Here, Petitioner is not currently in custody pursuant to a judgment of a state court, but is instead in federal custody serving the 180-month sentence in case number 1:02-CR-00106. Petitioner admits completing the 1988 two-year state sentence, which he seeks to attack in this action. (Doc. 4 at 2). Moreover, although the 1988 state conviction was used to enhance his current federal sentence, Petitioner cannot satisfy the custodial prerequisite necessary to confer jurisdiction under section 2254. See Maleng, 490 U.S. at 492 (once sentence has expired, the petitioner does not remain "in custody" merely because of possibility that his conviction will be used to enhance a subsequent sentence). Therefore, this habeas petition should be dismissed for want of jurisdiction. See Clark v. Jarvis, No. 3:11-CV-3567-M-BK, 2012 WL 1065467 (N.D. Tex., Dallas Div.), recommendation accepted, 2012 WL 1065465 (N.D. Tex. 2012) (dismissing habeas petition because the petitioner was not in custody under state conviction used to enhance federal sentence that he was serving).[2]

In Maleng, 490 U.S. at 493-94, and Lackawanna County Dist. Attorney v. Coss, 532 U.S. 394, 401-02 (2001), the Supreme Court acknowledged that because a section 2254 petition could be construed as asserting a challenge on a current sentence enhanced by an allegedly invalid prior conviction, a petitioner could satisfy the "in custody" requirement for federal habeas jurisdiction despite the full expiration of his sentence. See also Pleasant v. State of Texas, 134 F.3d 1256, 1258-59 (5th Cir. 1998) (per curiam).

This Court, however, declines to re-characterize the section 2254 petition as one brought under section 2255, challenging his federal sentence in case number 1:02-CR-00106. Section 2255 requires that a motion to vacate be filed in the convicting court, which in the present instance would be the United States District Court for the Western District of Texas. Moreover, Petitioner previously filed a section 2255 motion challenging his federal sentence, and he has yet to seek leave to file a successive application in the appellate court raising the claims at issue in this case. Therefore, even if his section 2254 petition were re-characterized as a section 2255 motion to vacate the federal sentence, this Court would lack jurisdiction to consider the same. See 28 U.S.C. §§ 2244(b)(3)(A) and 2255(h) (before a petitioner may file a successive application in the district court, a three-judge panel of the United States Court of Appeals must determine whether the applicant makes the requisite prima facie showing); United States v. Key, 205 F.3d 773, 774 (5th Cir. 2000) (section 2244(b)(3)(A) constitutes a bar to the district court's jurisdiction to consider a successive habeas petition unless the United States Court of Appeals for the Fifth Circuit has granted the petitioner permission to file such a petition).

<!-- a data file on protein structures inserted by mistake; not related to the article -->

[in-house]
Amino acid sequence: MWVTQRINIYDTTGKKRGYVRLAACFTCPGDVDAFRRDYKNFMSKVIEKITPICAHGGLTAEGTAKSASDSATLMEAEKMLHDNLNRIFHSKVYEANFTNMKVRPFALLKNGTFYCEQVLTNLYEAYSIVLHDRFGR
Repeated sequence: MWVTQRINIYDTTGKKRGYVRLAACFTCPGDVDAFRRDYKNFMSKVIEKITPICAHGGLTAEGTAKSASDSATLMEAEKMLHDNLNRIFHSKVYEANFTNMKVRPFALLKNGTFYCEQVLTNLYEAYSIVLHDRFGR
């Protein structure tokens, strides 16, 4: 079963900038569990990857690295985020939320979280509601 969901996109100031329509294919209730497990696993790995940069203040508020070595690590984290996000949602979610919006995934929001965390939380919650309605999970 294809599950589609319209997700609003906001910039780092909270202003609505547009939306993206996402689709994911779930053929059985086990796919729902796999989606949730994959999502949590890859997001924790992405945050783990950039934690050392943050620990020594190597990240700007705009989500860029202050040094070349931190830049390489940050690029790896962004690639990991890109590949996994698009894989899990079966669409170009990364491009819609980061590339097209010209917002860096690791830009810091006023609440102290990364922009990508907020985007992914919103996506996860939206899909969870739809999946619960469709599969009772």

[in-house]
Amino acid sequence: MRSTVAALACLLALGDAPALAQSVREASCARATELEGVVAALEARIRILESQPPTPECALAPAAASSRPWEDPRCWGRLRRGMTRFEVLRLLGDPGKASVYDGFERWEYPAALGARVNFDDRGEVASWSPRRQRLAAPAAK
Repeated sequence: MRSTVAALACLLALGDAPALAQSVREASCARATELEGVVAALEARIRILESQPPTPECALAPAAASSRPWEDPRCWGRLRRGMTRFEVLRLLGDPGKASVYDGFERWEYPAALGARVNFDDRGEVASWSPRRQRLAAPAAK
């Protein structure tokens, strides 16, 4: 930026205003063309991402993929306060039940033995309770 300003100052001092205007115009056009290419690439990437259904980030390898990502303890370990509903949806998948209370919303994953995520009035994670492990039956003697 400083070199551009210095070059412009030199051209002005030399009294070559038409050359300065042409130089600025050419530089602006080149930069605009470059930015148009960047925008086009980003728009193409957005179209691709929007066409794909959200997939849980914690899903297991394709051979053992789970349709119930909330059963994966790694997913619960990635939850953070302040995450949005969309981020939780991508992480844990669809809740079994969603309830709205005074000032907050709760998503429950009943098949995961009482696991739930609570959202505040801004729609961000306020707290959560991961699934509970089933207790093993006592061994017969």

Rule 60(b) and the All Writs Act

Alternatively, Petitioner seeks relief from the 1988 state conviction under FED. R. CIV. P. 60(b) and the All Writs Act. However, Rule 60(b) does not permit a collateral attack on a final state court criminal conviction. See Holleman v. Quarterman, No. 3:07-CV-1825-P, 2007 WL 4468651 *2 (N.D. Tex. Dec. 19, 2007) (dismissing request for Rule 60(b) relief for want of jurisdiction as an attempt to bypass the Rooker-Feldman doctrine); see also United States v. Flores, 380 Fed.Appx. 371, 372 (5th Cir. 2010) (unpublished per curiam) (Rule 60(b) applies only to civil cases and "simply does not provide relief from a judgment in a criminal case."). In addition, while Petitioner can contest the collateral consequences of a state conviction after his sentence is discharged through a writ of coram nobis, such a writ must ...